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James Harden felt like he was ‘on a leash’ in Sixers’ offense last season

James Harden feels that the Sixers held him back offensively during his time alongside Joel Embiid. But does he have a point?

Orlando Magic v Los Angeles Clippers Photo by Adam Pantozzi/NBAE via Getty Images

James Harden sat behind a microphone for the Los Angeles Clippers and casually unloaded on his former team, the Philadelphia 76ers.

Set to make his Clippers’ debut against the New York Knicks, according to him, (#HardenattheGarden), James had strong words for his former club at a recent presser.

According to ESPN’s Ohm Youngmisuk, Harden said he felt he was “on a leash” trying to adapt his playing style, not so much in terms of shot attempts, but his overall game while in Philly. Per the ESPN NBA reporter:

Clippers beat reporter Tomer Azarly, of ClutchPoints has more context for us, via video:

According to Azarly’s footage:

“Philly is just changing my role, knowing I can give more, knowing I can do more, but if you want me to be honest, it’s like being on a leash and like me knowing that in order for us to get to where we want to get to I was going to have to be playing my best offensively, whether it’s facilitating and scoring the basketball, and Joel [Embiid] as well. And I never really had that opportunity. So I think all that plays into where I am today where whatever [Tyronn] Lue and the coaching staff needs me to do I’ve be prepared, having been in both situations whether that’s scoring 15-16 points or scoring 30, long as we win the game, and everyone is feeling confident about and good about themselves that’s all that really matters....”

So the phrase being on a “leash” is certainly a bit extreme. And normally, it might be a bit inflammatory for the local fan base or others for various reasons. But I think there may have been just enough (warranted) Doc Rivers criticism before he was axed, that local fans may not actually freak out this time.

Harden clarified his phrasing upon follow-up questioning:

“I think the game and I’m a creator on the court... [Need] somebody that trusts me, that believes in me, that understands me, that I’m not a system player. I am a system.”

I am a system... wow. Lol. Dude sure sounds like he’s in that Carmelo Anthony-esque stage of his career, where it’s time for a massive role change and passing of the torch, but he’s too proud to admit it.

On the other hand, Harden was probably the Sixers' best player in their last playoff series, when you account for the correlation between his two big 40-plus point games and the Sixers' three monster second-round wins over Jayson Tatum’s Boston Celtics.

The truth was that Harden, like Ben Simmons before him, wasn’t really optimized alongside Joel Embiid here. Blame Ben and Beard all you want but we knew all along that that’s something that has plagued Doc’s teams since long before the future Hall of Fame coach’s Philly tenure began.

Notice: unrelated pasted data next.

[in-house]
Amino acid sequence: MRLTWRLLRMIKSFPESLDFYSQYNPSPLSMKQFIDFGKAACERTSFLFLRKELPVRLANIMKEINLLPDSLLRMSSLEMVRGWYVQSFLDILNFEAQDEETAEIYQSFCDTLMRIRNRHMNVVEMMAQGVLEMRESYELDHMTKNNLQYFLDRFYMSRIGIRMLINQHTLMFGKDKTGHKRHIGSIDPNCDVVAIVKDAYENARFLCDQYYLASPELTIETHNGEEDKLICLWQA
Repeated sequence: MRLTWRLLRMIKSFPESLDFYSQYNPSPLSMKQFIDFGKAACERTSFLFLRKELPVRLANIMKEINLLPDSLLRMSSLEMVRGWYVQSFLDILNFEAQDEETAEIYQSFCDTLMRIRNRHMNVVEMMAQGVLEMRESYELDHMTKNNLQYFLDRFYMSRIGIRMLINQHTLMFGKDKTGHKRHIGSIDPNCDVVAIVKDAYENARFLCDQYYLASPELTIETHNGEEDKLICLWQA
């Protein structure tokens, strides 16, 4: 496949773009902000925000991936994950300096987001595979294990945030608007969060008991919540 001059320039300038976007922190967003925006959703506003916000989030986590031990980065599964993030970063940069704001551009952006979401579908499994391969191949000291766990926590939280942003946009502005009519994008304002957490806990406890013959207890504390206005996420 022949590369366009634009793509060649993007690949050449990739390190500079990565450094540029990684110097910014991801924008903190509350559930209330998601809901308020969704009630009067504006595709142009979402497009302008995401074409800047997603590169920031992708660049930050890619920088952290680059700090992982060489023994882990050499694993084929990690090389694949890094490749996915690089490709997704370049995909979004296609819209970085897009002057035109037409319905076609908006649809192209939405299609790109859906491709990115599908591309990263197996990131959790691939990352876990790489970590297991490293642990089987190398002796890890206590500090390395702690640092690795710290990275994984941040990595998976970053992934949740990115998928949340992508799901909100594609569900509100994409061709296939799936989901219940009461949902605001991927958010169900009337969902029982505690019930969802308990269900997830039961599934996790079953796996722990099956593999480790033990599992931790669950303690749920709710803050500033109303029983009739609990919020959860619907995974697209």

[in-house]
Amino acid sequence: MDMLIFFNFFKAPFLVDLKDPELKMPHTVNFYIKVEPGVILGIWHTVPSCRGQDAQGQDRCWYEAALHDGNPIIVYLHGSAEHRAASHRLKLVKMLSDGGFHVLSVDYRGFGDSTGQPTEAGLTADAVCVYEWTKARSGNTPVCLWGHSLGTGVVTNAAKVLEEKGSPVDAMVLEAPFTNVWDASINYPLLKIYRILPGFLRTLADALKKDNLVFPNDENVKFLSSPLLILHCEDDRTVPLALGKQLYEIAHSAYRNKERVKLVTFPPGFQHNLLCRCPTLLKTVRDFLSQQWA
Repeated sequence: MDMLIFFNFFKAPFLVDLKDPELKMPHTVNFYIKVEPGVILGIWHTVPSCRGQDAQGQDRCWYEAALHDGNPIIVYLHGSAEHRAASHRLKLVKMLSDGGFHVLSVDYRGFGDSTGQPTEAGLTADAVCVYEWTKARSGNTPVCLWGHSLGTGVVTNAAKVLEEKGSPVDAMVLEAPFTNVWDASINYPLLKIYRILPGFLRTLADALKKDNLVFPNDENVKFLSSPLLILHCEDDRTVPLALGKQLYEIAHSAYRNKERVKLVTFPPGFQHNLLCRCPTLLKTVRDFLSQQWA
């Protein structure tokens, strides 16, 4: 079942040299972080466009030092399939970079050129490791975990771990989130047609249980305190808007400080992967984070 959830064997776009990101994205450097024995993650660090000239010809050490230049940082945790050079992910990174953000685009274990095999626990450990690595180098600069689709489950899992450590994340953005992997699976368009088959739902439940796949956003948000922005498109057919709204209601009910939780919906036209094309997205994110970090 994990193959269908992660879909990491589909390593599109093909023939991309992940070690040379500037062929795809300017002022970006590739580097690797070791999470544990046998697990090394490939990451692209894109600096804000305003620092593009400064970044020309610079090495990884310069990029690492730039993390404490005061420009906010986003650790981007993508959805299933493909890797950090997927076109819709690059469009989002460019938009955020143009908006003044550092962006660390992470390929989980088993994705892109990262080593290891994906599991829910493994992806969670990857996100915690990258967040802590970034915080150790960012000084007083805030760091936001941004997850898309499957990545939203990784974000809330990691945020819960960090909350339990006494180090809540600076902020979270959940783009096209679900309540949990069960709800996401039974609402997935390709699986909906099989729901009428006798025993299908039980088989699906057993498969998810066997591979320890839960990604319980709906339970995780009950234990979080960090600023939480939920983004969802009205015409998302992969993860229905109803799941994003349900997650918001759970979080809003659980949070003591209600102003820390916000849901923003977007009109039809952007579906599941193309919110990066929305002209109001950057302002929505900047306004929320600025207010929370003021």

Fact is, Doc has had a brutal time over the last decade or so getting multiple stars to thrive in the playoffs at the same time:

Doc’s Joel-centric offense and public-or-team-facing language underscored the issue many fans had.

But still, I really don’t think there are many Sixers fans coming to Harden’s defense in this moment.

Harden’s language is strong enough that despite Doc’s severe limitations as a playoff signal caller in our modern NBA, Harden had every single opportunity to play better and help the team advance one more game.

It would have left them hosting the Eastern Conference Finals if he had and helped him get that much closer to the trophy he left so many hundreds of millions of career dollars on the table to chase, to date.

But dude (!!!) James literally sucked when it mattered most in the last two seasons. Go back and rewatch his performances the last couple of games of the 2022 season vs. Miami, and the last couple of games of the 2023 playoffs vs. Boston and you’ll see a guy who (whether there are reasonable hamstring or Achilles asterisks or not) frankly choked under the brightest lights.

James Harden is a historic talent who might have a couple of rings by now with a couple what ifs (much less what IFs than Kevin Durant deserves, having joined a 72-win team that already won a title)... but he simply gets tight in (some not all) big spots, and it can absolutely bury a team relying on him when that happens.

With that said, if the 2018 Rockets and 2021 Nets had simply stayed healthy, he might have a couple of the most impressive championship rings we’ve seen in recent history sitting on his mantle. Woulda, coulda, shoulda, I know but still.... you can’t throw this stuff out completely if you want to crown a guy like KD for riding the Steph Curry Warriors juggernaut for a couple of fun, perhaps legacy-defining seasons.

So, do I think the Sixers could have made the most out of the Harden-Embiid duo with a legit playoff coach? Absolutely.

Does Harden make some reasonable points about the Embiid-centric offense being a bit too one-dimensional and easy for a smarter team like Boston or Miami or Milwaukee to scheme against? Sure!

But does Harden, like Doc, have a major, major self-accountability problem on top? Absolutely.

Does that strip away whatever benefit of the doubt he deserves? I have my opinion but I’ll let you decide in the replies.

All that being said, Harden may have helped Josh Harris (and/or Daryl Morey) rip the Doc Band-Aid off when he/they simply hadn’t been able to themselves. So they owe Harden one there if he played even a tiny role in helping this team swap out Doc for Nick Nurse.

Still, when Harden visits Philly, it’s going to be pretty lit. Can’t believe he choked so badly, then had the nerve to say they kept him on a leash, lol. Harden...smh. I won’t miss this coverage.

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